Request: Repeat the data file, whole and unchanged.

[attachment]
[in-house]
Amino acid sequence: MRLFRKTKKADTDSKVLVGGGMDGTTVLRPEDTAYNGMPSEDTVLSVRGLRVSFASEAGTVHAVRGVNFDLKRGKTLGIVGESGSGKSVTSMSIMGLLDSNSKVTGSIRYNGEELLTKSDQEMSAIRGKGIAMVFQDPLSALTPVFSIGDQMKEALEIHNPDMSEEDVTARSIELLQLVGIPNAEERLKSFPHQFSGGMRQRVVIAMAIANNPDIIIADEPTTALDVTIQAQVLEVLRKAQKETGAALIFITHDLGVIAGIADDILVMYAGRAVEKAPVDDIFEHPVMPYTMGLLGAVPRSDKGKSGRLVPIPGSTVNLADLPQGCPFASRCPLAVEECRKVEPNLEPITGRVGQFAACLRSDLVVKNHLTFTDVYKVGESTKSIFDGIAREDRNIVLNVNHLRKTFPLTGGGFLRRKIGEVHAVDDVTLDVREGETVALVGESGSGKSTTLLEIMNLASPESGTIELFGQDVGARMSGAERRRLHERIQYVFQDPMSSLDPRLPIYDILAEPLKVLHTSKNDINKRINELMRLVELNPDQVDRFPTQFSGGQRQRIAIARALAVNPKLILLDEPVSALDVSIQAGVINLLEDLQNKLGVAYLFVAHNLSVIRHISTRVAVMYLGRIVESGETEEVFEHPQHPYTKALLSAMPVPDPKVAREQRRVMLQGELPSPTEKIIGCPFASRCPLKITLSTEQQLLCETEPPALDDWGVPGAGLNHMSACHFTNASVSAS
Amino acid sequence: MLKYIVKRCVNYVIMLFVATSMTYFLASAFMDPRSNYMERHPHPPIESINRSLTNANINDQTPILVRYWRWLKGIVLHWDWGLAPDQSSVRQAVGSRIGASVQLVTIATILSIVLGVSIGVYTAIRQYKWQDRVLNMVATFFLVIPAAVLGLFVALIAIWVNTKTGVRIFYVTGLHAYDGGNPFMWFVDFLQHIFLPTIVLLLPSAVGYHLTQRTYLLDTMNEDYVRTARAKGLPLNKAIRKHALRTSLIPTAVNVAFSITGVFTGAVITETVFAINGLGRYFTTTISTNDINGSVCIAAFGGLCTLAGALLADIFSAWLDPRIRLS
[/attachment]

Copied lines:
[in-house]
Amino acid sequence: MRLFRKTKKADTDSKVLVGGGMDGTTVLRPEDTAYNGMPSEDTVLSVRGLRVSFASEAGTVHAVRGVNFDLKRGKTLGIVGESGSGKSVTSMSIMGLLDSNSKVTGSIRYNGEELLTKSDQEMSAIRGKGIAMVFQDPLSALTPVFSIGDQMKEALEIHNPDMSEEDVTARSIELLQLVGIPNAEERLKSFPHQFSGGMRQRVVIAMAIANNPDIIIADEPTTALDVTIQAQVLEVLRKAQKETGAALIFITHDLGVIAGIADDILVMYAGRAVEKAPVDDIFEHPVMPYTMGLLGAVPRSDKGKSGRLVPIPGSTVNLADLPQGCPFASRCPLAVEECRKVEPNLEPITGRVGQFAACLRSDLVVKNHLTFTDVYKVGESTKSIFDGIAREDRNIVLNVNHLRKTFPLTGGGFLRRKIGEVHAVDDVTLDVREGETVALVGESGSGKSTTLLEIMNLASPESGTIELFGQDVGARMSGAERRRLHERIQYVFQDPMSSLDPRLPIYDILAEPLKVLHTSKNDINKRINELMRLVELNPDQVDRFPTQFSGGQRQRIAIARALAVNPKLILLDEPVSALDVSIQAGVINLLEDLQNKLGVAYLFVAHNLSVIRHISTRVAVMYLGRIVESGETEEVFEHPQHPYTKALLSAMPVPDPKVAREQRRVMLQGELPSPTEKIIGCPFASRCPLKITLSTEQQLLCETEPPALDDWGVPGAGLNHMSACHFTNASVSAS
Amino acid sequence: MLKYIVKRCVNYVIMLFVATSMTYFLASAFMDPRSNYMERHPHPPIESINRSLTNANINDQTPILVRYWRWLKGIVLHWDWGLAPDQSSVRQAVGSRIGASVQLVTIATILSIVLGVSIGVYTAIRQYKWQDRVLNMVATFFLVIPAAVLGLFVALIAIWVNTKTGVRIFYVTGLHAYDGGNPFMWFVDFLQHIFLPTIVLLLPSAVGYHLTQRTYLLDTMNEDYVRTARAKGLPLNKAIRKHALRTSLIPTAVNVAFSITGVFTGAVITETVFAINGLGRYFTTTISTNDINGSVCIAAFGGLCTLAGALLADIFSAWLDPRIRLS